What exactly makes an heirloom tomato, well, heirloom? Is it the tiger-like stripes? The vivid array of stoplight colors? How about the various lumps, bumps and bulges? Or is it something about the taste, maybe? I’m not about to let another tomato season go by without finally learning the answer, so let’s investigate.
Heirloom varieties can be the ancestors of plants from over 100 years ago — Photo courtesy of Getty Images / Wildroze
Heirloom tomatoes – called heritage tomatoes in the U.K. – are open-pollinated, non-hybrid cultivars of the nightshade genus. Cultivars are varieties or strains of plants that may be selected and pruned from generation to generation for their desirable traits, but are not in any way purposefully crossbred or grafted with other tomato varieties.
In this sense, heirloom tomatoes are purer strains of the fruit, less fussed with by the global agricultural revolution that diluted so much of the world’s biodiversity.
To truly be considered an heirloom tomato, the original plant that gave birth to generations of seeds must be traceable back to at least 1951, though many of the heirloom varieties we enjoy today are more than 100 years old. Heirloom cultivars typically carry both a common name, like Snow White Cherries, along with a scientific cultivar name.
In the absence of a time machine, the only way to carry on an heirloom cultivar from year to year is by collecting seeds by hand at the end of a harvest to be planted once more in the coming spring. That’s because while agricultural scientists have largely succeeded in transforming some varieties of tomato into annuals, or even plants capable of bearing fruit year-round, heirlooms are perennial by nature. They wither and die off with the first frost of the year.
Heirloom tomatoes come in an array of colors, shapes and sizes — Photo courtesy of Getty Images / tvirbickis
Because heirlooms are pollinated only by insects, the wind and weather, and nature itself, these cultivars have not been purposefully bred into genetic submission in the way that iconic grocery store tomatoes have been. Heirlooms are therefore far less resistant to disease, lacking the hearty, waxy outer layer of skin that the agricultural industry has imparted upon mass-produced varieties of tomato.
As such, heirlooms have thinner skin that are less resistant to disease and fluctuations in weather. Many cultivars of heirlooms are especially prone to cracking, and many have what appear to be visibly bulging ribs.
But the colors! Man oh man, the colors. Heirloom tomatoes are some of the world’s brightest, boldest and most chromatic produce. Fire engine reds make grocery store options look pallid in comparison, along with bright yellows, deep greens, rich purples and even chocolatey browns.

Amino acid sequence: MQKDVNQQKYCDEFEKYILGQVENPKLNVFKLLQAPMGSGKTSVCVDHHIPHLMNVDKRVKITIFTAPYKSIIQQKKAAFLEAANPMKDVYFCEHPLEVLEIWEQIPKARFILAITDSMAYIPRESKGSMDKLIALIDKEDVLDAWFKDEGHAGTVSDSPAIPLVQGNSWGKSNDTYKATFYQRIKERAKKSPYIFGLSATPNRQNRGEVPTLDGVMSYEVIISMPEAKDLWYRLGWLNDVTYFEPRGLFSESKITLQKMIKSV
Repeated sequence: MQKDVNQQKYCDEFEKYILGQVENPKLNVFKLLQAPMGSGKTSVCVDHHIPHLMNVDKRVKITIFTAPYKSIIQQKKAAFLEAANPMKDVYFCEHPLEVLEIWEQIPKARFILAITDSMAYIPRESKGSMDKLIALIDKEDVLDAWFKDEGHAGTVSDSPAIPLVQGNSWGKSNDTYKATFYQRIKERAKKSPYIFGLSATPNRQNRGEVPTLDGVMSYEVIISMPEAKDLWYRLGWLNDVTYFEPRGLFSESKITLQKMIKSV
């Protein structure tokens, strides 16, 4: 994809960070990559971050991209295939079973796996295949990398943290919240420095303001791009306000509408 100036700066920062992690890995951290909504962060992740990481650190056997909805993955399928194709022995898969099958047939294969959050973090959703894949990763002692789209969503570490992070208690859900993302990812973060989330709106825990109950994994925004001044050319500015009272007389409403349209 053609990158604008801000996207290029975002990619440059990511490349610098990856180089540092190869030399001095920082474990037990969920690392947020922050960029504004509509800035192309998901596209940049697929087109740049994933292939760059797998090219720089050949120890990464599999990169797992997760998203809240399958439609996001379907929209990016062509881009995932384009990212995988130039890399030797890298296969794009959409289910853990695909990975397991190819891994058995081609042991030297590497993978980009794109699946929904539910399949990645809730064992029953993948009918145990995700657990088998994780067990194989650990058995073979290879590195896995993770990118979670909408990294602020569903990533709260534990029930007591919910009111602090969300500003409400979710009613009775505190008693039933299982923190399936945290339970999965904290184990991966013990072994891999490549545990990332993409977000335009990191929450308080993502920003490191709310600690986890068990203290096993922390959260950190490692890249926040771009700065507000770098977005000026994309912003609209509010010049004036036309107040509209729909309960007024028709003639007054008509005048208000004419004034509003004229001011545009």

Heirloom tomatoes may not look like iconic tomatoes but they taste great! — Photo courtesy of Getty Images / asab974
Did you know that the very same genetic mutation that gives so many of the grocery store varieties their singular shade of red also strips these same tomatoes of much of their flavor? Heirlooms are, on a genetic level, more robust and flavorful than the romas, beefsteaks and even cherry tomatoes available to us in stores year-round.
Heirloom cultivars produce tomatoes with higher levels of carotenoids, the vividly colorful compounds that provide cancer protective benefits when consumed by humans. They also produce dramatically higher amounts of sugars, giving heirlooms a sweet taste much more in keeping with the tomato’s often overlooked membership in the fruit family.
Because they’re not farmed using conventional methods, not all of these tomatoes can go to market, which means they can be a bit more expensive — Photo courtesy of Getty Images / krblokhin
Produce grown by painstakingly collecting seeds each year by hand, to begin the process anew again the following spring, passing down the know-how from generation to generation for 100 years along the way isn’t going to come cheaply.
Heirlooms are indeed more expensive than their red, round cousins. The sad truth about heirloom farming is that not every one of these precious babies makes it to market, with plenty of fruit succumbing to disease or insects along the way.
Those that survive until summer fetch a well-deserved price tag. But if you ask a tomato lover, every extra cent is worth it.
It’s best to eat heirloom tomatoes as quickly as you can — Photo courtesy of Getty Images / GomezDavid
These beauties lack the hardiness that you’ve grown to take for granted when it comes to tomatoes. That means that the perfectly ripe heirlooms you select from the produce section or farmers market are already breaking down inside by the time you get them home.
Heirlooms should be eaten as close to the moment they are plucked from the vine as possible. And whatever you do, don’t try to buy yourself more time by putting heirlooms in the refrigerator. The cold will only accelerate their breakdown.
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